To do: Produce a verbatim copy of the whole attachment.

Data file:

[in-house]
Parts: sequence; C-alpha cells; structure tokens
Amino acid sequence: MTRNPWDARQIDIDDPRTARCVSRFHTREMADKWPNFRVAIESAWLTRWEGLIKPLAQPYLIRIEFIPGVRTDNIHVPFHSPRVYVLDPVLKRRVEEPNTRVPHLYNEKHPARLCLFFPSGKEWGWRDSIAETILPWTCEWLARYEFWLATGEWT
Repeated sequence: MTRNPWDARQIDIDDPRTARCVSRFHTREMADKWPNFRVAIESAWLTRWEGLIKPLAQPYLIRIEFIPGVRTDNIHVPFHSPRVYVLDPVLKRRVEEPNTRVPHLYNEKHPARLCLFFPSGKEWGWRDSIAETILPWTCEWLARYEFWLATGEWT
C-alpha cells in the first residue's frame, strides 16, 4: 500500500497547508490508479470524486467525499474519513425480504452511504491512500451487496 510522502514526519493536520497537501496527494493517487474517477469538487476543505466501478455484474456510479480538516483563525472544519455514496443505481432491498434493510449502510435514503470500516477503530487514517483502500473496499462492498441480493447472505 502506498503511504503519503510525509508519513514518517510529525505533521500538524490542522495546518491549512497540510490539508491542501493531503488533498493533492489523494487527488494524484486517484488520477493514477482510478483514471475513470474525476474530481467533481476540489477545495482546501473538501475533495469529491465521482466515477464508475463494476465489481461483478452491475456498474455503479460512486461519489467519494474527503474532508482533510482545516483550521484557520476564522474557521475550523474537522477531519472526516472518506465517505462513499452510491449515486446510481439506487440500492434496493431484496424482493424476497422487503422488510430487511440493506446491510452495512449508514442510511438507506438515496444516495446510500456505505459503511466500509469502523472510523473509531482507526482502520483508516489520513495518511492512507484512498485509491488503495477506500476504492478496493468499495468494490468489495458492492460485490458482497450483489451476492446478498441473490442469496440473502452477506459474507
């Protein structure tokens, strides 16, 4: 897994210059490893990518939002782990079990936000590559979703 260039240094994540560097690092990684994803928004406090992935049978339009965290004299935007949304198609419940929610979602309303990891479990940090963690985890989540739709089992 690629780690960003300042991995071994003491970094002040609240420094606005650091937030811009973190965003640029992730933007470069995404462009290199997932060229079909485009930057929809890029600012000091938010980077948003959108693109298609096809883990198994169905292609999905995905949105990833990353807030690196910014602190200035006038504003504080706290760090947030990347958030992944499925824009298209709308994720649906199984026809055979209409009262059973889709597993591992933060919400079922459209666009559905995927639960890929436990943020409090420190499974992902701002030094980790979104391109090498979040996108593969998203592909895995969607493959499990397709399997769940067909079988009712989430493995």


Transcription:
[in-house]
Parts: sequence; C-alpha cells; structure tokens
Amino acid sequence: MTRNPWDARQIDIDDPRTARCVSRFHTREMADKWPNFRVAIESAWLTRWEGLIKPLAQPYLIRIEFIPGVRTDNIHVPFHSPRVYVLDPVLKRRVEEPNTRVPHLYNEKHPARLCLFFPSGKEWGWRDSIAETILPWTCEWLARYEFWLATGEWT
Repeated sequence: MTRNPWDARQIDIDDPRTARCVSRFHTREMADKWPNFRVAIESAWLTRWEGLIKPLAQPYLIRIEFIPGVRTDNIHVPFHSPRVYVLDPVLKRRVEEPNTRVPHLYNEKHPARLCLFFPSGKEWGWRDSIAETILPWTCEWLARYEFWLATGEWT
C-alpha cells in the first residue's frame, strides 16, 4: 500500500497547508490508479470524486467525499474519513425480504452511504491512500451487496 510522502514526519493536520497537501496527494493517487474517477469538487476543505466501478455484474456510479480538516483563525472544519455514496443505481432491498434493510449502510435514503470500516477503530487514517483502500473496499462492498441480493447472505 502506498503511504503519503510525509508519513514518517510529525505533521500538524490542522495546518491549512497540510490539508491542501493531503488533498493533492489523494487527488494524484486517484488520477493514477482510478483514471475513470474525476474530481467533481476540489477545495482546501473538501475533495469529491465521482466515477464508475463494476465489481461483478452491475456498474455503479460512486461519489467519494474527503474532508482533510482545516483550521484557520476564522474557521475550523474537522477531519472526516472518506465517505462513499452510491449515486446510481439506487440500492434496493431484496424482493424476497422487503422488510430487511440493506446491510452495512449508514442510511438507506438515496444516495446510500456505505459503511466500509469502523472510523473509531482507526482502520483508516489520513495518511492512507484512498485509491488503495477506500476504492478496493468499495468494490468489495458492492460485490458482497450483489451476492446478498441473490442469496440473502452477506459474507
């Protein structure tokens, strides 16, 4: 897994210059490893990518939002782990079990936000590559979703 260039240094994540560097690092990684994803928004406090992935049978339009965290004299935007949304198609419940929610979602309303990891479990940090963690985890989540739709089992 690629780690960003300042991995071994003491970094002040609240420094606005650091937030811009973190965003640029992730933007470069995404462009290199997932060229079909485009930057929809890029600012000091938010980077948003959108693109298609096809883990198994169905292609999905995905949105990833990353807030690196910014602190200035006038504003504080706290760090947030990347958030992944499925824009298209709308994720649906199984026809055979209409009262059973889709597993591992933060919400079922459209666009559905995927639960890929436990943020409090420190499974992902701002030094980790979104391109090498979040996108593969998203592909895995969607493959499990397709399997769940067909079988009712989430493995």